series.[13][14] After five years, Mantlo left the title to write Alpha
Flight,[15] while Alpha Flight writer John Byrne took over the series and left
it after six issues, claiming, "I took on the Hulk after a discussion with
editor-in-chief Jim Shooter, in which I mentioned some of the things I would
like to do with that character, given the chance. He told me to do whatever was
necessary to get on the book, he liked my ideas so much. I did, and once
installed he immediately changed his mind—'You can't do this!' Six issues was as
much as I could take."[16] Byrne's final issue featured the wedding of Bruce
Banner and Betty Ross.[17] Byrne had done a seventh issue, consisting entirely
of one-panel pages. It was eventually published in Marvel Fanfare #29.

Al Milgrom briefly succeeded Byrne before new regular writer Peter David took
over with issue #331 (May 1987), the start of an 11-year tenure. He returned to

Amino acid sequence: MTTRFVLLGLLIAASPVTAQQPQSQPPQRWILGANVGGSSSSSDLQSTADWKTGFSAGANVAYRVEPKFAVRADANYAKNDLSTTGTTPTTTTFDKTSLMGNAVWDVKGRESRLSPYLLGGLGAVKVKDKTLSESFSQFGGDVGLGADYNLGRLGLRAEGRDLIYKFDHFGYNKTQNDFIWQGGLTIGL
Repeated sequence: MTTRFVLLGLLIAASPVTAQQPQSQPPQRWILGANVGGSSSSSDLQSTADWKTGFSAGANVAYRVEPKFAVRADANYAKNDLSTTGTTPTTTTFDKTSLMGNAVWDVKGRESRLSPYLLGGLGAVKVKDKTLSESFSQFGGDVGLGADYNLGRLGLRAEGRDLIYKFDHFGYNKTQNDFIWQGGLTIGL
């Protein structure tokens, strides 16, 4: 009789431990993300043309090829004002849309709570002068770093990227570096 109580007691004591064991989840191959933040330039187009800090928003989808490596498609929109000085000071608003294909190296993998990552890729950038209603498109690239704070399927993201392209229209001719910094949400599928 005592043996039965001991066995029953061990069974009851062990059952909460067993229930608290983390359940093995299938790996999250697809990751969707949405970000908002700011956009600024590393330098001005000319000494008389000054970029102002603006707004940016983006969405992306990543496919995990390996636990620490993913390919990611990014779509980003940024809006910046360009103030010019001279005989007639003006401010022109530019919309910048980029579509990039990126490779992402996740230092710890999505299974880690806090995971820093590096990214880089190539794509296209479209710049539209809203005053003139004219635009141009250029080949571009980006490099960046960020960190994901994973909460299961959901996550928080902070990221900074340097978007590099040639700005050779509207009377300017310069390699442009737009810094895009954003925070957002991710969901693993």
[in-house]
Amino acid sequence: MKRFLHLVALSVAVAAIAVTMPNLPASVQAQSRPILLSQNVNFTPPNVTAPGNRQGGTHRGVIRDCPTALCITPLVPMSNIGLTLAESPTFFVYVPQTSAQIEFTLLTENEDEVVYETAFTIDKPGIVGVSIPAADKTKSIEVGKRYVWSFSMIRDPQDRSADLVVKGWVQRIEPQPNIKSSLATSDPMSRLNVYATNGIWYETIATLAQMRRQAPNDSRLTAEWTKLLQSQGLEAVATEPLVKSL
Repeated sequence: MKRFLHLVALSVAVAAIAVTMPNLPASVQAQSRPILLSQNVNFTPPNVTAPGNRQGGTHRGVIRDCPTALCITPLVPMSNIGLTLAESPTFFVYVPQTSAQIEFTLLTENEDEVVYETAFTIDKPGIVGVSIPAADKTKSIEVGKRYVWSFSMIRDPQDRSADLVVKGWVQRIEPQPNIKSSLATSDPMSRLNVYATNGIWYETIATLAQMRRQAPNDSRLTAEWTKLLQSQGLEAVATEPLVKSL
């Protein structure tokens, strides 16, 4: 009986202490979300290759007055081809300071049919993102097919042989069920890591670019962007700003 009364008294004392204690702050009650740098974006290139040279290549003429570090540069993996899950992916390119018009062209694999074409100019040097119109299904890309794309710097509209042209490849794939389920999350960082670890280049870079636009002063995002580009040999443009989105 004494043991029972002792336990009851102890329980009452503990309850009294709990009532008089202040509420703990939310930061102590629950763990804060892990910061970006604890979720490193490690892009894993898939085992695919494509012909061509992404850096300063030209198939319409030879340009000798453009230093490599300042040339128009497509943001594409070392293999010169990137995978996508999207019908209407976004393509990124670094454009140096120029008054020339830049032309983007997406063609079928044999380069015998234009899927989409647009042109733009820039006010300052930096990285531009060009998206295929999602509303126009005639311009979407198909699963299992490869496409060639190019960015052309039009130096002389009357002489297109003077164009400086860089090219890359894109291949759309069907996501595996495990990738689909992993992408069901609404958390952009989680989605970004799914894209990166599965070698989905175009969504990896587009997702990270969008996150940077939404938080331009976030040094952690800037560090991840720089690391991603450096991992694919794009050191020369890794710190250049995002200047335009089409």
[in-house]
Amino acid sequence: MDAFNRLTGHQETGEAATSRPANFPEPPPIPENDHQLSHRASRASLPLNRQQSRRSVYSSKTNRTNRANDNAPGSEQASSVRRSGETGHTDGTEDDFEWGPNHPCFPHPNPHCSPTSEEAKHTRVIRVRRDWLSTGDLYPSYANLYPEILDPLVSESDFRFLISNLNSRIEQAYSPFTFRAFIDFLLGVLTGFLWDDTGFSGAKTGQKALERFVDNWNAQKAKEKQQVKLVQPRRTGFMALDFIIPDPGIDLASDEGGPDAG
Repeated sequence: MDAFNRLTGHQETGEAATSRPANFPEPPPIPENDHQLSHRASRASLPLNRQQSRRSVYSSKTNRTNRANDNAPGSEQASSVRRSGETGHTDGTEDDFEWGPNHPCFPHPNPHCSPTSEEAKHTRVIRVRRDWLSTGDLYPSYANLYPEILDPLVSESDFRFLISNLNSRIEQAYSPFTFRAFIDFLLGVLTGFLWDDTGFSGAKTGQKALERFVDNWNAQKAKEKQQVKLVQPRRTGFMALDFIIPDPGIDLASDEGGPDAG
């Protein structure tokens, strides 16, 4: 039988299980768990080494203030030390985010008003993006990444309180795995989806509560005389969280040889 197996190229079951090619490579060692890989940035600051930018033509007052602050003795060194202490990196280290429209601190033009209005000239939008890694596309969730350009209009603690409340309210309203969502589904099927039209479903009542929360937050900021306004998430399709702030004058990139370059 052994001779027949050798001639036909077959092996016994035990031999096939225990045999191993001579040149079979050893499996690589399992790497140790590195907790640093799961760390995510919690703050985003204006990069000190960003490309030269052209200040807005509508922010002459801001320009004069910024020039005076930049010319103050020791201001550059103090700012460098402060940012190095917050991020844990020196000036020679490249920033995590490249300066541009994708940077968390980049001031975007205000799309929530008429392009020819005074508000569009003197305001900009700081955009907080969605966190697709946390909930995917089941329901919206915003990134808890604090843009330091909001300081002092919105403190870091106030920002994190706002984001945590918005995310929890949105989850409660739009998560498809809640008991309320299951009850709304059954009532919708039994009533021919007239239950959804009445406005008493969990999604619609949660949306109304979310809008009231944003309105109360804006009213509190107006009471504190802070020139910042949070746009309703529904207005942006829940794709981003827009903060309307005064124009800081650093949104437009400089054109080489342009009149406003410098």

the Stern and Mantlo abuse storyline, expanding the damage caused, and depicting
Banner as suffering dissociative identity disorder (DID). In issue #377 he
merged Banner, the green Hulk, and the grey Hulk into a single being with the
unified personality, intelligence, and powers of all three. David claimed he had
been planning this from the beginning of his tenure on the series, and had held
off so that he could make the readers have an emotional attachment to the grey
Hulk.[13] David worked with numerous artists over his run on the series,
including Dale Keown, Todd McFarlane, Sam Kieth, Gary Frank, Liam Sharp, Terry
Dodson, Mike Deodato, George Pérez, and Adam Kubert.

In 1998, David followed editor Bobbie Chase's suggestion to kill Betty Ross. In
the introduction to the Hulk trade paperback Beauty and the Behemoth, David said
that his wife had recently left him, providing inspiration for the storyline.
Marvel executives used Ross' death as an opportunity to push the idea of
bringing back the Savage Hulk. David disagreed, leading to his parting ways with
Marvel.[18] His last issue of The Incredible Hulk was #467 (Aug. 1998), his
137th. Also in 1998, Marvel relaunched The Rampaging Hulk as a standard comic
book rather than as a comics magazine.